Following 18 months of legal-wrangling and desperate attempts to clear her name, Lori Loughlin is finally facing the music.
The embattled Full House actress learned today that the judge in her case has accepted her plea deal, meaning that she'll be forced to serve time for her role in the college admissions bribery scandal.
Like the other parents involved in the case, Loughlin was arrested back in March of 2019.
Unlike so many others, however, she initially refused to accept a plea deal and insisted that she would be found not guilty when her case went to trial.
But as her co-conspirators got locked up one-by-one, and prosecutors threatened her with increasingly stiff penalties -- at one point, it looked as though Loughlin was facing 50 years behind bars -- her resolve weakened.
Earlier today, Loughlin's husband, Mossimo Giannulli was sentenced to five months in prison.
Now, Lori has been hit with a similar -- if somewhat lesser -- penalty.
According to a new report from TMZ, the actress will be forced to serve 2 months behind bars,
In addition, she'll be faced with a $150,000 fine, two years probation, and 100 hours of community service.
Loughlin reportedly received the news on a Zoom call with the judge, just as her husband had a few hours earlier.
Prior to her sentencing, Lori delivered a tearful apology in which she acknowledged that her actions served to give her already-privileged daughters an unfair advantage over other USC applicants who may have been more qualified for admission.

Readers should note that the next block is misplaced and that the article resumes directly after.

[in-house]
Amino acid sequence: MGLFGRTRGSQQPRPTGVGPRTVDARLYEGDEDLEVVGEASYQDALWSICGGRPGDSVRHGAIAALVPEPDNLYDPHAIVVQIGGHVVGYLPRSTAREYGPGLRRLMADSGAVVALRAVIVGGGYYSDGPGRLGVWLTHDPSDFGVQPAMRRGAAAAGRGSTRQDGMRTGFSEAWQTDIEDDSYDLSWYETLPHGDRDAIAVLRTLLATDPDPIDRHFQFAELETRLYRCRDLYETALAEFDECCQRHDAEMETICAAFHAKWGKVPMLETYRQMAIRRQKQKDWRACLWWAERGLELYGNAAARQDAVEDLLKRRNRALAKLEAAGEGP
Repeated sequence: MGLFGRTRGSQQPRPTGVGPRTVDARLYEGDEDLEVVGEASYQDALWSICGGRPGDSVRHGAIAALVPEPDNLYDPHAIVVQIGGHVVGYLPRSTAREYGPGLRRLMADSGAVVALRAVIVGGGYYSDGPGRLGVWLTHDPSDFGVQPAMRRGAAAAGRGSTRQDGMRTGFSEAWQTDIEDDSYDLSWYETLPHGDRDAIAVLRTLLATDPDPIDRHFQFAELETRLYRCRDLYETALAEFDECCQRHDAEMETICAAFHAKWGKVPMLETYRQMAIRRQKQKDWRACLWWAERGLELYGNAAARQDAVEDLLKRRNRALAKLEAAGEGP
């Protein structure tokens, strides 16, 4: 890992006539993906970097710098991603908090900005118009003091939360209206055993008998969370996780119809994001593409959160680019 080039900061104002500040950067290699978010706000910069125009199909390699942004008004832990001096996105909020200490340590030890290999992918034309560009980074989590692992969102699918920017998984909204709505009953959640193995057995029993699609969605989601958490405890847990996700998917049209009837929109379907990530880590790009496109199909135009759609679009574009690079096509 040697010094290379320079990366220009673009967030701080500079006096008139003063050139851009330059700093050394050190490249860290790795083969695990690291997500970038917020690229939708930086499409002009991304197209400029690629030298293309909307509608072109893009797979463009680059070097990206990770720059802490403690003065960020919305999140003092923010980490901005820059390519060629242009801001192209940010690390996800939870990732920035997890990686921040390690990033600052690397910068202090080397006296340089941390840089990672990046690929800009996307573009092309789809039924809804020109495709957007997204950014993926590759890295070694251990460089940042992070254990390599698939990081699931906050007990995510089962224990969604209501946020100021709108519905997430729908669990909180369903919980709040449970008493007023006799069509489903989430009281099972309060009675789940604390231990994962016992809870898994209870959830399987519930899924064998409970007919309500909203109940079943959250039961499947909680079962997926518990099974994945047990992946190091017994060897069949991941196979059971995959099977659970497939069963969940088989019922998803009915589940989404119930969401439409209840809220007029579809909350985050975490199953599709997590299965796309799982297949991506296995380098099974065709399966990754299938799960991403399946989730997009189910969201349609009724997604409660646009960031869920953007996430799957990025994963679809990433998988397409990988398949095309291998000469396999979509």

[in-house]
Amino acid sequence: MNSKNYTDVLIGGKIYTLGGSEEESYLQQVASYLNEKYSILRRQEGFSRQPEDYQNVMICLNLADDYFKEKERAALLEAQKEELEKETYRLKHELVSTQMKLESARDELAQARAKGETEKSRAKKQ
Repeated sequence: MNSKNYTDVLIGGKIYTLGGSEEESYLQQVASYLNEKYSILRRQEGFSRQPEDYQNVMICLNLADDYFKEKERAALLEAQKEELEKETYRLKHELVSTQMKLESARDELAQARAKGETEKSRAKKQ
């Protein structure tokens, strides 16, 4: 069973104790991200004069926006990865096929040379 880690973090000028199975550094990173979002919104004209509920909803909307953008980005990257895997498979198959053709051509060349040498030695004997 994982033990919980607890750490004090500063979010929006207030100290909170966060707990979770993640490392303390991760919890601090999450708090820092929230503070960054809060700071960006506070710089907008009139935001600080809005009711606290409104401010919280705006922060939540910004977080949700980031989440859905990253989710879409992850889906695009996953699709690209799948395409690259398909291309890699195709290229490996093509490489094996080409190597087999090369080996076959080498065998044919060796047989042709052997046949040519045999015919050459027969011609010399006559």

"I've made an awful decision. I went along with a plan to give my daughters an unfair advantage in the college decision process," the actress said.
"I thought I was acting out of love for my children, but in reality, it only undermined my daughter's abilities and accomplishments. My decision helped exacerbate existing inequalities in society," Loughlin continued.
"I believe in God and I believe in redemption, and I will do everything in my power to redeem myself and do good and give back for the rest of my life. I am truly profoundly and deeply sorry."
Giannulli -- who pled guilty to the same charges, along with an additional count of wire services and mail fraud -- also addressed the judge today.
"I deeply regret the harm that my actions have caused my daughters, my wife and others. I take full responsibility for my conduct and I'm ready to accept the consequences and move forward with the lessons I've learned from this experience," the fashion designer said.
Those who have been complaining about the preferential treatment Loughlin and Giannulli appear to have received throughout the investigation are unlikely to be satisfied by today's verdict.
The decision is already being called a slap on the wrist and a miscarriage of justice.
Critics might take some solace, however, in the fact that the possibility of house arrest has been ruled out for Loughlin and Giannulli, both of whom will likely serve their time in California's Lompoc Prison.
We'll have further details on this developing story as more information becomes available.